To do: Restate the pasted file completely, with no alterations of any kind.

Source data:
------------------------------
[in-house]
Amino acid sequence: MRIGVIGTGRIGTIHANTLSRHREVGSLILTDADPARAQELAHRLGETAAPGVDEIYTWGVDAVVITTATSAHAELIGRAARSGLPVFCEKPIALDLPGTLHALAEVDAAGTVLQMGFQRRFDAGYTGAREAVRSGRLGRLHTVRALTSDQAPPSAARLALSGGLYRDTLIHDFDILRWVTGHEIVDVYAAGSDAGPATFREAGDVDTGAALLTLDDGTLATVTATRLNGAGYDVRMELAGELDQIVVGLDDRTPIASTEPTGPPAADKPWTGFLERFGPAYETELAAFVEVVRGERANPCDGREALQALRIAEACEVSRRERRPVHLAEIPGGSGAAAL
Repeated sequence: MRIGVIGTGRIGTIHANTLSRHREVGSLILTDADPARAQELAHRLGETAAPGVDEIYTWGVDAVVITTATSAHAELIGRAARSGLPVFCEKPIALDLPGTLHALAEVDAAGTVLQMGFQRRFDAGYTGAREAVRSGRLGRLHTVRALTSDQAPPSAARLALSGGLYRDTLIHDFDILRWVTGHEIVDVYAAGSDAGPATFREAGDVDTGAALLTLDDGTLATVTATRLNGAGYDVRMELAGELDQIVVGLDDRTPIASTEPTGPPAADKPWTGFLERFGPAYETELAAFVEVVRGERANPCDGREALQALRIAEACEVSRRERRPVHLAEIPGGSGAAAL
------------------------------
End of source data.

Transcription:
[in-house]
Amino acid sequence: MRIGVIGTGRIGTIHANTLSRHREVGSLILTDADPARAQELAHRLGETAAPGVDEIYTWGVDAVVITTATSAHAELIGRAARSGLPVFCEKPIALDLPGTLHALAEVDAAGTVLQMGFQRRFDAGYTGAREAVRSGRLGRLHTVRALTSDQAPPSAARLALSGGLYRDTLIHDFDILRWVTGHEIVDVYAAGSDAGPATFREAGDVDTGAALLTLDDGTLATVTATRLNGAGYDVRMELAGELDQIVVGLDDRTPIASTEPTGPPAADKPWTGFLERFGPAYETELAAFVEVVRGERANPCDGREALQALRIAEACEVSRRERRPVHLAEIPGGSGAAAL
Repeated sequence: MRIGVIGTGRIGTIHANTLSRHREVGSLILTDADPARAQELAHRLGETAAPGVDEIYTWGVDAVVITTATSAHAELIGRAARSGLPVFCEKPIALDLPGTLHALAEVDAAGTVLQMGFQRRFDAGYTGAREAVRSGRLGRLHTVRALTSDQAPPSAARLALSGGLYRDTLIHDFDILRWVTGHEIVDVYAAGSDAGPATFREAGDVDTGAALLTLDDGTLATVTATRLNGAGYDVRMELAGELDQIVVGLDDRTPIASTEPTGPPAADKPWTGFLERFGPAYETELAAFVEVVRGERANPCDGREALQALRIAEACEVSRRERRPVHLAEIPGGSGAAAL